Full transcript of the review:

Steve Jobs is not your usual bio-pic. Directed by Danny Boyle, using Aaron Sorkin’s screenplay and starring Michael Fassbender as Jobs, it focuses, in three acts, on three events in the life of the iconoclast.  With all the movies vying for Oscar attention this time of year, will you want to say HELLO to Steve Jobs?

For those of you who love the work of director Danny Boyle (Sunshine, Slumdog Millionaire, and 28 Days Later) and screenwriter Aaron Sorkin, (who could give any Howard Hawks or Preston Sturgess rapid fire dialogue a run for their money) or brooding but diverse leading man Michael Fassbender, Steve Jobs will be required viewing, and while in the theaters.  For the rest, you need only know this cinematic pressure cooker is one of the best films of the year, and not only a fascinating study of one of the most important figures to bring us into the 21th century, but also a study in ensemble acting, and tightly written, nuanced dialogue. Someone is getting an Oscar.

Boyle and Sorkin create an indelible portrait that is less about genius but more about the complexities of living with the kind of genius that borders or becomes obsession.  From a front row seat the audience witnesses Jobs creating world change, while causing a great deal of unhappiness to those around him and indeed those executing his demands towards that change.

One of the first scenes of the film is Jobs introducing the Macintosh to a frothy audience whose appetite has been whetted by a Superbowl commercial. He vacillates between being worried and livid that his top engineer Andy Hertzfeld (character actor Michael Stuhlbarg)  can’t make the computer say Hello.  He proceeds to alternately question, cajole, demand and threaten Andy to make it work before the presentation, meant to take place in some 30 seconds.  It is here we first see just how exacting, merciless, and manipulative Jobs is, although throughout the film we also see his struggles, his weaknesses, and his fears, albeit through the veil of his own bravado.  Fassbender commands his role as Jobs much like Jobs says he commands his employees: “A musician plays his instrument. A conductor plays the orchestra.” Fassbender conducts his own physique, and is as tightly controlled as Steve Jobs himself as he shows both the roaring and the wounded monster Jobs was known to be. But he is not alone.  Every major role marks a high point for the actor portraying it:  Kate Winslet and Jeff Daniels, play real-life confidents to Jobs, bringing authentic humanity to those who called Jobs on his cruelties and personal fantasies, to better or worse interactions with the man. Seth Rogen embodies Steve Wozniak’s kindness and laser sharp intellect and Michael Stuhlbarg as Andy Hertzfeld is noble and put-upon. Both had contentious, complicated relationships with Jobs.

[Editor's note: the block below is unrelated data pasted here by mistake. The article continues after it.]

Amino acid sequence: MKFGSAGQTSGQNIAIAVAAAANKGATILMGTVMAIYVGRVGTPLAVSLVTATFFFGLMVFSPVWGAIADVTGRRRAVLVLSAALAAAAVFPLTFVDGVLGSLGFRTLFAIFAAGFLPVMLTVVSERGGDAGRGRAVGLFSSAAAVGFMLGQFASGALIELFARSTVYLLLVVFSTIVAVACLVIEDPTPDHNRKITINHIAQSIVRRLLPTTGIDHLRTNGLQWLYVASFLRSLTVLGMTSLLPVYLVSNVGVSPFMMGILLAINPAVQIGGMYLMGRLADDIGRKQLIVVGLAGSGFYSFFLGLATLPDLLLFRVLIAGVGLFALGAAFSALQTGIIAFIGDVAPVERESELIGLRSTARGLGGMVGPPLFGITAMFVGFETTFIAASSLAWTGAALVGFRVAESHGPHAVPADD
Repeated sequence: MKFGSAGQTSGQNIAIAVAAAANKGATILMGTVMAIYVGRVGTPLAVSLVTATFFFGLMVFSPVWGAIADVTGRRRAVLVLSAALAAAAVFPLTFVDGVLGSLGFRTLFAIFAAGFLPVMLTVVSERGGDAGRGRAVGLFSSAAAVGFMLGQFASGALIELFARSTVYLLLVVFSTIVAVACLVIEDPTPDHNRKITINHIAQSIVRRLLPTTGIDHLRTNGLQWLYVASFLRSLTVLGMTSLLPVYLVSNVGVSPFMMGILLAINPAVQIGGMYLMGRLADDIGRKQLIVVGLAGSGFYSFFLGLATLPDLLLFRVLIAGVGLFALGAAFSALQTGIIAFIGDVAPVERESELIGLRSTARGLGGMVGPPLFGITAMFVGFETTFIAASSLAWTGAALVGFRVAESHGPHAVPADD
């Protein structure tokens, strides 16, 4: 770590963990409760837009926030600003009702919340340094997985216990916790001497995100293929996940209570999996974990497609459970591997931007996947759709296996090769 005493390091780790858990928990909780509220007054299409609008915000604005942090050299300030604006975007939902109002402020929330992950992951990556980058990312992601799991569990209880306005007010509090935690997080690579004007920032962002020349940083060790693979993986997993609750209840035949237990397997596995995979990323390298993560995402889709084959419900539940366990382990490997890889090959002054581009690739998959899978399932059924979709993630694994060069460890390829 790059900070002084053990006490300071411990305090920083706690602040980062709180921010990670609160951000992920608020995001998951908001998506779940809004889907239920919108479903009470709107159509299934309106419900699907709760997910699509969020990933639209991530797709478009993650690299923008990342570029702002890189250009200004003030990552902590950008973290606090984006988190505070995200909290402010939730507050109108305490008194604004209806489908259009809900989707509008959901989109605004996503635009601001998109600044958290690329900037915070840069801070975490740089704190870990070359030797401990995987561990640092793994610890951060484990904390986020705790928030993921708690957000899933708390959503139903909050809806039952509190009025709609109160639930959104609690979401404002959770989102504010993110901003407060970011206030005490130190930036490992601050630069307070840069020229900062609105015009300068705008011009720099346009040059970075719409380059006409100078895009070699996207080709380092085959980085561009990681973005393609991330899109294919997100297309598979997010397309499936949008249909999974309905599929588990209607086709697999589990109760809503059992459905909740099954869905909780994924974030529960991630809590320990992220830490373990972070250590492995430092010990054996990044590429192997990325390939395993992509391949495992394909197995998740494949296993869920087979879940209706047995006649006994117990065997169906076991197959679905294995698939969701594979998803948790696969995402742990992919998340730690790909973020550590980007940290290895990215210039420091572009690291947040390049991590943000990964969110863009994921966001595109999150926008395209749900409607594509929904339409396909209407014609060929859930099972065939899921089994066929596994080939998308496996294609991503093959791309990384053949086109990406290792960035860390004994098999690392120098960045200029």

The speed of the dialogue means about twice as much is said in the space of the 122 minute running time, and it’s dizzying.  Yet, there are chosen moments of silence or stillness that prove all the more effective in comparison. There is no one better able to infuse such verbal speed with emotional resonance than writer Sorkin, and the actors bringing them to life don’t squander one word.

it struck me that a major part of the storyline, involving the famous 1984 commercial that started the ferver about the Mackintosh computer, was directed by Ridley Scott, with whom Danny Boyle is competing for box office dollars as Steve Jobs and Scott’s The Martian must compete at the box office. Let’s hope there’s ample room for both to thrive there. Both directors mark great artistic achievements with their new releases.

For a movie about a man making and SELLING computers, it is not only watchable, it’s repeatably watchable, and endlessly fascinating.  It’ll have you at HELLO!, but don’t miss one word.